Bounded on the west by Lansdowne Avenue, on the north by College Street, on the east by Ossington Avenue and on the south by the Canadian Pacific Railway and Canadian National Railway CNR/CPR mainline railway tracks. The area west of Dufferin Street was a part of the former Town of Brockton. There is a fine stock of mid-century homes.
It's no surprise that Little Portugal (also known as Portugal Village) is home to Toronto's large Portuguese community in the "Old" City of Toronto who made this enclave their home in the 50's and 60's. For the past few years, this group has experienced a demographic shift. Older families and Boomers are moving away to the suburbs and the area is being repopulated with urban professionals who seek urban living with flair and amenities at their doorstep. Other ethnic groups have also begun to populate the area, notably from Brazil, China and Vietnam, contributing to the multi-cultural fabric of the community. The area is mainly residential with several remaining local Portuguese businesses along Dundas Street West and College Street. While this is still the best place to grab a custard tart and watch World Cup soccer, several hot new restaurants and design shops, lured by cheap rents, have infiltrated the neighbourhood. Locals love the long stretches of side-walks dotted with boutiques and night-life hotspots.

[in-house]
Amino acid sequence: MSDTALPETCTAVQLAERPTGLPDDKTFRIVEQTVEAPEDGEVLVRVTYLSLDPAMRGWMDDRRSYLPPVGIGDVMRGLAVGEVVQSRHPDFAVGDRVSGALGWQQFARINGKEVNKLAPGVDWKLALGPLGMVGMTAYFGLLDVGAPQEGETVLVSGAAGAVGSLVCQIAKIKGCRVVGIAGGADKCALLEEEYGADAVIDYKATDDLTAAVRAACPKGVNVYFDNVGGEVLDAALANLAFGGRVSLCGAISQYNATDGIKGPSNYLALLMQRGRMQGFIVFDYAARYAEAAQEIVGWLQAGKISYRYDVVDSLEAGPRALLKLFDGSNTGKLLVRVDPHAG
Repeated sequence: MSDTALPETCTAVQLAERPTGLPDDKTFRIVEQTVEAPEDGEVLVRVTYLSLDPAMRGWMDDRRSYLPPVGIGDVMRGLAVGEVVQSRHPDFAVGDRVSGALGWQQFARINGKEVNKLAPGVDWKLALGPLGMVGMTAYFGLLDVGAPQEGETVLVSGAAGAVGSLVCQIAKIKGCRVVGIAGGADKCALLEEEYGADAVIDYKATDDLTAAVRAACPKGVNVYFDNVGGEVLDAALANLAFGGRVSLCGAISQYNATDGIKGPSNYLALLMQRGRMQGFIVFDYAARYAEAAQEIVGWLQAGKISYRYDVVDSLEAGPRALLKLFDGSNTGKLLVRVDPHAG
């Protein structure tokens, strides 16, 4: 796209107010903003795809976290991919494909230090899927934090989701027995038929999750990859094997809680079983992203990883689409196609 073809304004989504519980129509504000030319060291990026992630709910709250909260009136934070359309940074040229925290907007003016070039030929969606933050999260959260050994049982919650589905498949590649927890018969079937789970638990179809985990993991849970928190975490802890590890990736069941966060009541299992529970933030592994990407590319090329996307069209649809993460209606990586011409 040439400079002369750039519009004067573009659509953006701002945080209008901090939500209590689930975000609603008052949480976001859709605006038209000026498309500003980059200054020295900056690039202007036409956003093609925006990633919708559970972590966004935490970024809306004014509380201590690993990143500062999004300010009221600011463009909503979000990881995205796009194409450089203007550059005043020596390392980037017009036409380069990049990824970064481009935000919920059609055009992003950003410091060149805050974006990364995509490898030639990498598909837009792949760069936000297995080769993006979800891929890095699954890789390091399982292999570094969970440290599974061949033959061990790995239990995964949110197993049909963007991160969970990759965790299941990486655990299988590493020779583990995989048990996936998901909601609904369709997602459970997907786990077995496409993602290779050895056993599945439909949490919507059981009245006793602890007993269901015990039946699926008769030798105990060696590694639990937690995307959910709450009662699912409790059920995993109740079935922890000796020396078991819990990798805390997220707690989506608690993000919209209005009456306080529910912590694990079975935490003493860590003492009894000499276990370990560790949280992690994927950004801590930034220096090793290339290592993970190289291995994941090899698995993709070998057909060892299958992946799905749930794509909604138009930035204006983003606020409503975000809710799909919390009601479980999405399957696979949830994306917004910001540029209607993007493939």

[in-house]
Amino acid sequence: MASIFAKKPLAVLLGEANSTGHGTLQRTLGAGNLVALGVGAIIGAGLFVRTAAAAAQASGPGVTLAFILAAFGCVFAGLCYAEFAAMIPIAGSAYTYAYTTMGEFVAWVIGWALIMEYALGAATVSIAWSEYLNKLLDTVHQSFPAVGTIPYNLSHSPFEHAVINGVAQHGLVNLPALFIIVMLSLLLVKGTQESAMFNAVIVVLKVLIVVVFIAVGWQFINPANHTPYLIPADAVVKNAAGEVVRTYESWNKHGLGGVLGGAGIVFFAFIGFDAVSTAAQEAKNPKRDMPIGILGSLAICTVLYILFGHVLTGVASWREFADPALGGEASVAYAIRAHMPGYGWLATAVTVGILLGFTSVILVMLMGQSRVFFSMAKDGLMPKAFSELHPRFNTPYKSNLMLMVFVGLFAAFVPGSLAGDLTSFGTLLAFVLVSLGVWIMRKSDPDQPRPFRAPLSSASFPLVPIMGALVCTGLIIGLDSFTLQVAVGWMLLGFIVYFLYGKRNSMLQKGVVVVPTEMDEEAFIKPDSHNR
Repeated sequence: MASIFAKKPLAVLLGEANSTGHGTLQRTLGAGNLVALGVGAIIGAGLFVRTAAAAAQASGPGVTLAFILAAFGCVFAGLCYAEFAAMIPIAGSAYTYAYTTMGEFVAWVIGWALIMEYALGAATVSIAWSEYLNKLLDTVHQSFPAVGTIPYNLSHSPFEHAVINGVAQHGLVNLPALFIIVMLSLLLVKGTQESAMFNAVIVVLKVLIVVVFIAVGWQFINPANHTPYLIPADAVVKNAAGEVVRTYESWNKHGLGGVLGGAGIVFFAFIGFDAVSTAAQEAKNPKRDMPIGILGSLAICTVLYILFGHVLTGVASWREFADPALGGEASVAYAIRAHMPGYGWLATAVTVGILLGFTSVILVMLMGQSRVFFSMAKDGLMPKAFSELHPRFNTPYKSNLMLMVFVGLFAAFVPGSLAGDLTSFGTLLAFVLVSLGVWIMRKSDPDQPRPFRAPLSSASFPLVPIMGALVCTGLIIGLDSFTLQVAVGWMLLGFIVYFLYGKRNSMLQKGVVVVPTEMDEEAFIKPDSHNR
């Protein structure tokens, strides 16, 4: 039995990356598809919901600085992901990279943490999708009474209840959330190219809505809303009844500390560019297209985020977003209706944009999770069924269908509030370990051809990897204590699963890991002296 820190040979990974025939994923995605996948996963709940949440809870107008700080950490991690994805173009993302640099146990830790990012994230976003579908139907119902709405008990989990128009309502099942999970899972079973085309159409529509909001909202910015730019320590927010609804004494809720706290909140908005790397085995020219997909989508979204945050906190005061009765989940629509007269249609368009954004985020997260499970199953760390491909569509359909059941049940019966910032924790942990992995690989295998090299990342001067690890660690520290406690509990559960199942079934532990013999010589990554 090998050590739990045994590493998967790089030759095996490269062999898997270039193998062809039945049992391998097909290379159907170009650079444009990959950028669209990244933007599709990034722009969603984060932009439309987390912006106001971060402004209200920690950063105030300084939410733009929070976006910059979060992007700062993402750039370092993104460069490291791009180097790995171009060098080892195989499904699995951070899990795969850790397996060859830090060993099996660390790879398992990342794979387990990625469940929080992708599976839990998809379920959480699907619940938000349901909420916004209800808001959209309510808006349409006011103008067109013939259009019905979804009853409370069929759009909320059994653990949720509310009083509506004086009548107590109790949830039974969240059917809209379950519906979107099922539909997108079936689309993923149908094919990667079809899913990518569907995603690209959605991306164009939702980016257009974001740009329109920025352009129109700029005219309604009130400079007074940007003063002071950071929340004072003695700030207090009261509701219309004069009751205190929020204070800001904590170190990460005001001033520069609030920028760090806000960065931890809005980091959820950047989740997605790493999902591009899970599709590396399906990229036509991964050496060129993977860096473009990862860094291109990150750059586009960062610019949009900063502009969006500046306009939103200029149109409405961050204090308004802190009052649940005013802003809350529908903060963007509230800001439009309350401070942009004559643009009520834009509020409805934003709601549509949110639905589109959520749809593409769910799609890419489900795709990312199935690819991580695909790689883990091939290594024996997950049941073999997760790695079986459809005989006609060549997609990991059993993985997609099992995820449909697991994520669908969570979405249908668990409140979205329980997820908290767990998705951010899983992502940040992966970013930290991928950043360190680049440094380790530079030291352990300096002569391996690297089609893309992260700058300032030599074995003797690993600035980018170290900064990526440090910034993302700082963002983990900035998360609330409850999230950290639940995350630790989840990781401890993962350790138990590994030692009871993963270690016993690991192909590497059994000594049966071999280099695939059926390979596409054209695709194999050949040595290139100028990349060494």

A major hub of activity in the area today is McCormick Park, home to McCormick Recreation Centre and Arena on Brock Avenue. This area has long been a focal point for youth living in the area. Area schools include a mix of junior, middle and high schools.
If you haven't figured it out by now, this is a very walkable neighbourhood with an eclectic mix of Victorian and Edwardian row, semi- and detached brick and brick front homes and a thriving social scene. Little Portugal is the perfect place to live if you crave convenience and a colourful street-scape.
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